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The simple, 9-minute, no-attack method for beating Elden Ring


Elden Ring doesn’t look that hard in this sub-nine-minute speedrun…

In the nearly two months since Elden Ring was released, the average player has reportedly needed dozens of hours to finish the “main story” portion of the game. Given that, the fact that the speedrunning community can now demonstrate a complete start-to-finish Elden Ring run in under nine minutes might be a little surprising.

Even for experienced Elden Ring players, watching Distortion2’s takedown of the game in 8 minutes, 56 seconds—a run in which he doesn’t attack a single enemy—can be confusing. So let us help you out with a quick primer on the short history of Elden Ring speedrunning thus far and the glitches and exploits that are driving players through the Lands Between in ever-shorter amounts of time.

Wrong warps and flying horses

Just days after Elden Ring‘s late February release, players marveled at traditional deathless runs that clocked in at just under 2.5 hours. Soon, though, players were dipping into old Dark Souls speedrunning tricks to bypass tough bosses or reach new map sections via careful, barely survivable jumps. That led to the first public, sub-hour Elden Ring speedrun by Twitch streamer LilAggy on March 9, just 12 days after the game’s release.

Just days later, though, Distortion2 had already taken that time down to 28:59 by using “wrong warp” techniques. These glitches take advantage of a quirk where the game can sometimes lose track of a player’s true position in the world. In those cases, reloading the game will see that player “warp” to the “default location” at the center of the current area. That wrong warp can save a lot of tedious traversal and avoid many threats at the same time.

One of the earliest speedrun videos for Elden Ring clocked in at around 2.5 hours.

Days later, speedrunners stumbled upon another key glitch that lets your horse, Torrent, essentially walk on air. The Pegasus glitch, as it would quickly come to be called, requires a player to drop their mount off the side of a cliff before reloading and reviving the steed, who now has the ability to gallop without ground under their feet. While the Pegasus glitch was a curiosity among speedrunners at first, the community soon found ways to fly their horse into certain boss areas in unexpected ways and defeat the unwary foes easily.

Zip-a-dee-doo-dah

These glitches were just a preamble to the ultimate Elden Ring speedrunning tool: a still-mysterious exploit called zipping. While the community doesn’t fully understand what underlying conflict in the game’s code causes zipping, speedrunners are still more than happy to use the technique to “zip” across vast distances in the blink of an eye.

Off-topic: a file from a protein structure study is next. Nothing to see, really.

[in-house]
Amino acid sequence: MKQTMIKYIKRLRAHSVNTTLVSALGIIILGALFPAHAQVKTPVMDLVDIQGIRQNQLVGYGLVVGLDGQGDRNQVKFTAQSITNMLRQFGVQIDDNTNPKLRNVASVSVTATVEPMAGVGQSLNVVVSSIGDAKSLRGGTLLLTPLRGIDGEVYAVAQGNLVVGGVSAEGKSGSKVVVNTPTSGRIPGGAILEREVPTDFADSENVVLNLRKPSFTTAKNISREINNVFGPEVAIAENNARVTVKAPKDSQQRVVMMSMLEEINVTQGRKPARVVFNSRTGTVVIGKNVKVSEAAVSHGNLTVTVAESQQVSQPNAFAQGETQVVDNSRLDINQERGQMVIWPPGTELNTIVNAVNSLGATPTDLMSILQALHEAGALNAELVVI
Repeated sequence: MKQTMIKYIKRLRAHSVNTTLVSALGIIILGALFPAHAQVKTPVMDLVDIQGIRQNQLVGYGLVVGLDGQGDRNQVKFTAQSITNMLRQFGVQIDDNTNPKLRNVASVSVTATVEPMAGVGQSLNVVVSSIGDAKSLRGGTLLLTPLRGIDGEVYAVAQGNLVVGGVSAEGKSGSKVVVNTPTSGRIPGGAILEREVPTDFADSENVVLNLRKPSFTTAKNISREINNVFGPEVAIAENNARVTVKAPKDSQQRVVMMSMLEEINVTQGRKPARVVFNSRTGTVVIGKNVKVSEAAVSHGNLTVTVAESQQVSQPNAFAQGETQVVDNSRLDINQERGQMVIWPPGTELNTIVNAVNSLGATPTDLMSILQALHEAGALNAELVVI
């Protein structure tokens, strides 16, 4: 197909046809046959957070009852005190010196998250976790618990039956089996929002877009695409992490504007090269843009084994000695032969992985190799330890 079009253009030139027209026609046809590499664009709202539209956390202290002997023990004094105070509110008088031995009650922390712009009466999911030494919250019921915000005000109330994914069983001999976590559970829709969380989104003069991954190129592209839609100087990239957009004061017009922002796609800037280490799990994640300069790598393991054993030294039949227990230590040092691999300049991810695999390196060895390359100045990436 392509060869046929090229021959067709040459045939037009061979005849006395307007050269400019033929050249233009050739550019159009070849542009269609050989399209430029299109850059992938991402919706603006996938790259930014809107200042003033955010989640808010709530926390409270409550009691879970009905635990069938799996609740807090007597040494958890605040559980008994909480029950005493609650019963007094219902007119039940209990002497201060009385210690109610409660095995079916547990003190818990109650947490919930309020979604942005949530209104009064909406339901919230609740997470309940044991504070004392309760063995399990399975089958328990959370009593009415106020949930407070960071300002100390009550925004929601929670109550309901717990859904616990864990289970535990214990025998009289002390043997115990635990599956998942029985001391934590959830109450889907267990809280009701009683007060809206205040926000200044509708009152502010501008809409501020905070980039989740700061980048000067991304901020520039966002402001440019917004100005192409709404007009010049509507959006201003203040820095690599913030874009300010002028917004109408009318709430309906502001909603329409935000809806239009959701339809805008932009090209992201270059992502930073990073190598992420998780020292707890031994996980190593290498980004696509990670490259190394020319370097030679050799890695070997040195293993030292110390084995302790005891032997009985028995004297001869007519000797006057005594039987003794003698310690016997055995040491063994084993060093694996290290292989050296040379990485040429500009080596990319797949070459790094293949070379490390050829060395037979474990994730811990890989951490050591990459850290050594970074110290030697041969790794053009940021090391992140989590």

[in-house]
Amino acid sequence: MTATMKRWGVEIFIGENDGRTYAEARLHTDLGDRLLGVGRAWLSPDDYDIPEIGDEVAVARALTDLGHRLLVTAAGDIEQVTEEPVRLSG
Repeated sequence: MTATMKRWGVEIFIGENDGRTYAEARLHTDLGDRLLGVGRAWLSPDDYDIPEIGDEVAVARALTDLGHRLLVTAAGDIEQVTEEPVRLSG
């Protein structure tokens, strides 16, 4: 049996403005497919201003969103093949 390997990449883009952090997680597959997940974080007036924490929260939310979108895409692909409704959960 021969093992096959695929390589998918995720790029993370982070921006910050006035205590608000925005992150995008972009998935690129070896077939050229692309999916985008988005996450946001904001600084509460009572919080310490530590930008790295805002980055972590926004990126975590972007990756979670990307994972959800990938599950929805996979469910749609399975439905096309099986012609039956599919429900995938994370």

Performing a zip is a highly technical process that requires a particular environment and execution. First off, the method only seems to work if the game is running at a stable 60 fps frame rate (or perhaps 30 fps, with more difficult timing). Even then, the glitch is inconsistent across different hardware; even using input macros that remove timing from the equation doesn’t always result in success.

If everything is set up correctly, though, a player has to hold down block and wait between 129 and 135 frames for when their idle animation cycle starts to loop. The player then starts walking forward and releases the walk button precisely 139 frames after the block began. To get their button timing perfectly within that one-frame, 16.6 ms window, some speedrunners resorted to using a metronome set to 108 or 109 beats per minute, letting go of the walk button after exactly four beats.

If performed correctly, some odd interaction between the two dueling animation cycles causes the game to freak out and warp the player forward vast distances, even going through in-game architecture. The discovery let Distortion2 make judicious use of zips to beat Elden Ring in just over 12 minutes last week.

Going mega

Breaking the 10-minute plateau, though, would require the more recent discovery of what the speedrunning community is calling the mega zip. For some reason, players found that pushing a second directional input in a 12-to-14-frame window after the first zip could increase their zipping distance by a factor of two to four.

YouTuber Daravae explains the theory and technique behind the mega zip.

While these lengthier mega zips are helpful for getting around the Lands Between even faster, they’ve proven most useful for skipping the only previously unskippable boss fight in these speedruns: Maliketh.

To do so, speedrunners built upon another recent discovery that used the Pegasus glitch to gallop into the sky and away from a tricky boss. After galloping far enough away from the boss arena, the ground under that boss’ feet would get despawned from the game’s active memory. The boss then falls into the void, dying without any combat.

While the Pegasus glitch wasn’t always possible or convenient for many boss fights, the Twitch streamer “seeker” demonstrated that a mega zip could similarly get the player far enough away to despawn the ground under Maliketh during Elden Ring‘s final section. With that proof of concept in hand, Distortion2 recorded a truly staggering sub-nine-minute run over the weekend without fighting a single enemy.

Despite the amazing time, this latest record run was slowed down by quite a few failed zip attempts. Distortion2 writes in the video description that they “will keep grinding this for sub 7,” ensuring the quest for even shorter times will continue. By the time that happens, though, the community may find another technique that breaks the game open further.

Listing image by Bandai Namco



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